Qing dynasty official Li Hongzhang (1823-1901) established the China Merchants Steam Navigation Company (Lunchuan zhaoshang ju) in 1872 in order to reclaim for China a share of the profits from steam shipping in Chinese waters that had been enjoyed by foreign shipping firms since the early 1860s.

The China Merchants Steam Navigation Company was the first of several ”officially supervised, merchant managed” (guandu shangban) industrial enterprises set up by Chinese officials in the late nineteenth century (e.g., Kaiping Mines, Shanghai Cotton Cloth Mill, and Hanyeping Coal and Iron Corporation, among others). The company was supervised by Li Hongzhang (as governor-general of Zhili Province and commissioner of the northern ports), and managed by former compradors with experience in steamship operations. Government support of the company consisted of an exclusive contract to carry the tribute grain (a yearly tax in kind) from the Yangzi Valley to the capital, as well as loans from government sources and monopoly rights that precluded the founding of rival Chinese steamship companies.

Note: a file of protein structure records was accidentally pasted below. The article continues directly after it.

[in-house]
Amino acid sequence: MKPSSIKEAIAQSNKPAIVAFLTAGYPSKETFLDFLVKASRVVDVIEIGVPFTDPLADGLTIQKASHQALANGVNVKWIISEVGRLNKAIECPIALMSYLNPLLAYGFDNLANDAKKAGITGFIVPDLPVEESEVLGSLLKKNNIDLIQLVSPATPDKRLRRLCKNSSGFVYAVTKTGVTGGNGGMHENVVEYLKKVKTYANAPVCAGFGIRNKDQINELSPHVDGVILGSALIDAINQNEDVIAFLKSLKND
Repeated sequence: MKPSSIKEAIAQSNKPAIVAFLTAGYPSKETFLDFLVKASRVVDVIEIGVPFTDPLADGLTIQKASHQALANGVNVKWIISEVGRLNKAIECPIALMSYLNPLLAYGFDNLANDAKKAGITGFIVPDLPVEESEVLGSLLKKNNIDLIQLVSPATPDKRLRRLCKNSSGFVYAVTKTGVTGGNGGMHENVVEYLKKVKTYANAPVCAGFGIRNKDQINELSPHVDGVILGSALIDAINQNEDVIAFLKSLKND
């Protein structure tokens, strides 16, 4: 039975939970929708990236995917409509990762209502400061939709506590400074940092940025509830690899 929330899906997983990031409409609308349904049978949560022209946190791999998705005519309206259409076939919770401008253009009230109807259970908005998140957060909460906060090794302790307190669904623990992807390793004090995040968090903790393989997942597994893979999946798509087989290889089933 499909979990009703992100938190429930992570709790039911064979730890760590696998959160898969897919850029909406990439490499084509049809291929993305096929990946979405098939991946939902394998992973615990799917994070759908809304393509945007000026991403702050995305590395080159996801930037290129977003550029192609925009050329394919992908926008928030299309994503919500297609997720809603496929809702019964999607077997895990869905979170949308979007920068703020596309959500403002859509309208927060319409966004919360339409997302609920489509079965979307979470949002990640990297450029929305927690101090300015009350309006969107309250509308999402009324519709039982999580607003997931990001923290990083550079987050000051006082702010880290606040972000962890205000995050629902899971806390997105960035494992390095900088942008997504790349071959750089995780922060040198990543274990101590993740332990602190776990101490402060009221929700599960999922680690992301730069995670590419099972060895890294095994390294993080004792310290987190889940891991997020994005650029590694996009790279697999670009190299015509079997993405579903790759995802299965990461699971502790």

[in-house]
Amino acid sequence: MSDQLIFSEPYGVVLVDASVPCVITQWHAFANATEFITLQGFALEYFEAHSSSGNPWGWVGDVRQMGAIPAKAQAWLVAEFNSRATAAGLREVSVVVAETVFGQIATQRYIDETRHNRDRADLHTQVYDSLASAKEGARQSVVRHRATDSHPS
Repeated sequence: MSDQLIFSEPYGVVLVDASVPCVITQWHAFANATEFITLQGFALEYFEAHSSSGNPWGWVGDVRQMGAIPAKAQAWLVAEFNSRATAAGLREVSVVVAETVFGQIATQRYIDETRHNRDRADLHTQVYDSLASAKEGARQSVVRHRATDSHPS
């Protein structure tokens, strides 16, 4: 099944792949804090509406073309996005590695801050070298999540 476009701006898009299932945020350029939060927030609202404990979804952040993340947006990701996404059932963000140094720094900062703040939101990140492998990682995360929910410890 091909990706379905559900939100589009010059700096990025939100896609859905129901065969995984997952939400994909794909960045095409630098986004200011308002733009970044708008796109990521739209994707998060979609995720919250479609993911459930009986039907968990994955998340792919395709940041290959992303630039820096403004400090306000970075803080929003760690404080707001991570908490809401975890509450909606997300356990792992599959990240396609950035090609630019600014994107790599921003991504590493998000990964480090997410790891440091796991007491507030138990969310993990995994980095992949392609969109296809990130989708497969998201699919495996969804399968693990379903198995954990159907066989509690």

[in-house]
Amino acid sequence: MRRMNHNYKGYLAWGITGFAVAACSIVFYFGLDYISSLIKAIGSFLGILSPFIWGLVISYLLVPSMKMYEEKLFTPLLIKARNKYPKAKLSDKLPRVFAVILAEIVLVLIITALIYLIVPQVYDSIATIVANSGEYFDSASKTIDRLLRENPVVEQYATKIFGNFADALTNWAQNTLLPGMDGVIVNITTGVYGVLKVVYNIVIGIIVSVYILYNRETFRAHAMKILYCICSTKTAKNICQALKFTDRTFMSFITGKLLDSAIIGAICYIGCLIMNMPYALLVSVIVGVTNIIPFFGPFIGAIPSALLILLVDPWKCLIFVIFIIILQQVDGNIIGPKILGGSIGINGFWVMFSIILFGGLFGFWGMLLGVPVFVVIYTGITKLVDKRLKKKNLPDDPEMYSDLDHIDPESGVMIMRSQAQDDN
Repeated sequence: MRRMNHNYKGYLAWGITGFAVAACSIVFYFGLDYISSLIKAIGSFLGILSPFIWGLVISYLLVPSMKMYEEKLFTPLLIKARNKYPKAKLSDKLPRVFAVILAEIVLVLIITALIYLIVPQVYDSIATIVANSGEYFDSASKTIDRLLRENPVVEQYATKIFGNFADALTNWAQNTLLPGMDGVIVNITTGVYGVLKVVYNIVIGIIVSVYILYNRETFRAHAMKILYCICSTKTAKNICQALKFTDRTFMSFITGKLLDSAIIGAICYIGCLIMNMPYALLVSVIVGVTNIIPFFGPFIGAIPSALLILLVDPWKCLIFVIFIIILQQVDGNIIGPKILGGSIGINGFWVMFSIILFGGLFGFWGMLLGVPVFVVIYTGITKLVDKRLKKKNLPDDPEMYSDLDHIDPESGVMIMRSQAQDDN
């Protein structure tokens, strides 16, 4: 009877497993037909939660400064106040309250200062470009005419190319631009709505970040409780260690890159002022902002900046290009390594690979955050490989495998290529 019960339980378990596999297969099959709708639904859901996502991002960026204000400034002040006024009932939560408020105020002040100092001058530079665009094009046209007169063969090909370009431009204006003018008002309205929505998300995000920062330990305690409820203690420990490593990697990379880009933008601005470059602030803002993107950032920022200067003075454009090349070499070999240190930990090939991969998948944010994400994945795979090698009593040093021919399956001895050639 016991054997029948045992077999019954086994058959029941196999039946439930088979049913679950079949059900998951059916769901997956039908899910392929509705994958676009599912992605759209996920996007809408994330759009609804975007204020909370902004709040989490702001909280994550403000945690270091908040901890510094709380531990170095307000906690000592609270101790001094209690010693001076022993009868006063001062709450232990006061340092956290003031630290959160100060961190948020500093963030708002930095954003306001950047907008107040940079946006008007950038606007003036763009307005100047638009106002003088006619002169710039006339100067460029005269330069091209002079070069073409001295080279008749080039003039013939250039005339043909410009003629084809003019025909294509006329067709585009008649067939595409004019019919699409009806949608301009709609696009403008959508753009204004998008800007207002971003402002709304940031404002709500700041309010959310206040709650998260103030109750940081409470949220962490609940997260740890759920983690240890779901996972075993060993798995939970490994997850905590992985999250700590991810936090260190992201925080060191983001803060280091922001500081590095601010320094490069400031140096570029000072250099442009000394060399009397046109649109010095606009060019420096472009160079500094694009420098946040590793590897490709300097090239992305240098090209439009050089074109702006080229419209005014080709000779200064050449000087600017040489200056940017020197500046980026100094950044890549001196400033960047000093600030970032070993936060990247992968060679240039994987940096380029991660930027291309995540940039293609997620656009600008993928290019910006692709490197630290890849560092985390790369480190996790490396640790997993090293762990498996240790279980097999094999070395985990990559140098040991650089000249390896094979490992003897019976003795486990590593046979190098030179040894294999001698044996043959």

In its first decade, the China Merchants Steam Navigation Company competed successfully with foreign companies, extended routes to Japan and Southeast Asia, and purchased the fleet of the failing American Shanghai Steam Navigation Company. Although it remained one of the four most prominent shipping companies in China between the 1880s and World War II, the China Merchants Steam Navigation Company did not grow at the same rate as rival British and Japanese firms. After government official Sheng Xuanhuai (1844-1916) became China Merchants director-general in 1885, the merchant managers lost much of their autonomy and the company became increasingly subject to official exactions in the form of both routine corruption and the diversion of funds to other guandu shangban enterprises.

In 1911 the company’s board of directors voted to sever its official connection, and it operated as a private concern until the Nanjing regime of Chiang Kai-shek (Jiang Jieshi, 1887-1975) nationalized it in 1935, renaming it the National China Merchants Company (Guoying lunchuan zhaoshang ju). After 1949, the China Merchants’ mainland branches were incorporated into the state shipping company of the People’s Republic of China. The Hong Kong branch remained in business, becoming an important investor in mainland China’s special economic zones in the 1980s and 1990s.

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